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What Are Medicare Part D Straddle Claims?

October 6, 2016

If you have Medicare Part D prescription drug coverage, your Medicare Part D coverage includes three phases. Whether you receive your prescription drug coverage through a stand-alone Medicare Part D Prescription Drug Plan (designed to work alongside your Medicare Part A and Part B coverage) or you belong to a Medicare Advantage Prescription Drug plan, the coverage phases are the same.

  1. Initial coverage period: This is the first phase of your Medicare Part D coverage. It begins when your plan coverage starts; please note that if your plan has a deductible, you must pay that amount before the plan starts covering your prescription drugs. The initial coverage period ends once your costs and your plan payments reach a combined amount of $3,750 in 2018. At this point you move into the next phase of your coverage for the year.
  1. Coverage gap: Between the out-of-pocket spending amounts of $3,750 and $5,000 in 2018, you may be responsible for paying 40% of formulary-covered brand-name prescription drug costs, and 51% of the costs of formulary-covered generic medications. This coverage gap is also called the donut hole).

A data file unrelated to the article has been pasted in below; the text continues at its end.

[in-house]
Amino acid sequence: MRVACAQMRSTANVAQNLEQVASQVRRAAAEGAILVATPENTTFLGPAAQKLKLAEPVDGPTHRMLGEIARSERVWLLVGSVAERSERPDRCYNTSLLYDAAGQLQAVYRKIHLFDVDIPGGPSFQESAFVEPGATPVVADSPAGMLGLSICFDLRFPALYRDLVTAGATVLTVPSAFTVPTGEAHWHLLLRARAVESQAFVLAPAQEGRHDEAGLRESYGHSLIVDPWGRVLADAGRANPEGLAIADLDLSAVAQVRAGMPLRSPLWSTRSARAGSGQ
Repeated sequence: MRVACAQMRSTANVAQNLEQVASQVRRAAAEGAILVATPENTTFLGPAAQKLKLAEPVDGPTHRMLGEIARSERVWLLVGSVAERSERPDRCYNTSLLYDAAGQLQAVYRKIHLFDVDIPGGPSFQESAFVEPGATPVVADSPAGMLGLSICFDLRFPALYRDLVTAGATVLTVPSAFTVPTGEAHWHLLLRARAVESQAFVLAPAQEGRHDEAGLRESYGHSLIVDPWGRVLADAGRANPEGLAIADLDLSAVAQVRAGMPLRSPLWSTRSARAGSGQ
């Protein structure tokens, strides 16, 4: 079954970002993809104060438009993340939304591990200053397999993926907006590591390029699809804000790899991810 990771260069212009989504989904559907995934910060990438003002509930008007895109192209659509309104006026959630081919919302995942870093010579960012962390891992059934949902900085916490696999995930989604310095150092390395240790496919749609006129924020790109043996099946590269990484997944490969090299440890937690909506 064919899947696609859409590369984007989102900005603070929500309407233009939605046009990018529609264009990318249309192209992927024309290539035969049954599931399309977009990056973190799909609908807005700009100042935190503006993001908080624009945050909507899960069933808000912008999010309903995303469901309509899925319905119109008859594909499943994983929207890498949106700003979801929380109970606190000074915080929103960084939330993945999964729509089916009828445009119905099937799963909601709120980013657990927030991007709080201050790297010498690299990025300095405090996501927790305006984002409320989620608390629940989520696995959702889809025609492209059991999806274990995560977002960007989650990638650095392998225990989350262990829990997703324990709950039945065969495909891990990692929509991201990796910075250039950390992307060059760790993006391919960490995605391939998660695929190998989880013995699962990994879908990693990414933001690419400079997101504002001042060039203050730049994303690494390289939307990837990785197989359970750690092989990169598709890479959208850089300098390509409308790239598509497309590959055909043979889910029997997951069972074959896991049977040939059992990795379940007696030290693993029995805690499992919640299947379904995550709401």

1. Catastrophic coverage: If your out-of-pocket spending reaches $5,000 in 2018, you pay a small copayment or coinsurance for your medications; your plan will cover the rest of the incurred costs in this phase, which extends to the end of the calendar year. The following year, you begin a new benefit period.

While not everyone’s prescription drug use takes them through all three coverage phases, you may have a prescription to fill that moves you from one phase of coverage to another.

Perhaps you and your plan combined have paid $3,600 in prescription drug expenses thus far during the year. You find that you require a covered medication that costs $250. Filling that particular prescription will take you from the initial coverage period to the coverage gap phase. Because the prescription drug claim falls within two or more coverage phases, it is a “straddle” claim.

What are straddle claims?

Straddle claims are prescription drug claims that fall into two or more coverage phases at once, as described above. The amount owed by a beneficiary is calculated by a formula that tabulates which coverage phases a prescription drug claim straddles, and how the costs incurred by the prescription drug fall into each phase. So using the example above, the plan would calculate the dispensing fee (for the prescription drug) and gap discount to determine the beneficiary’s cost-sharing amount and the plan’s payment amount.

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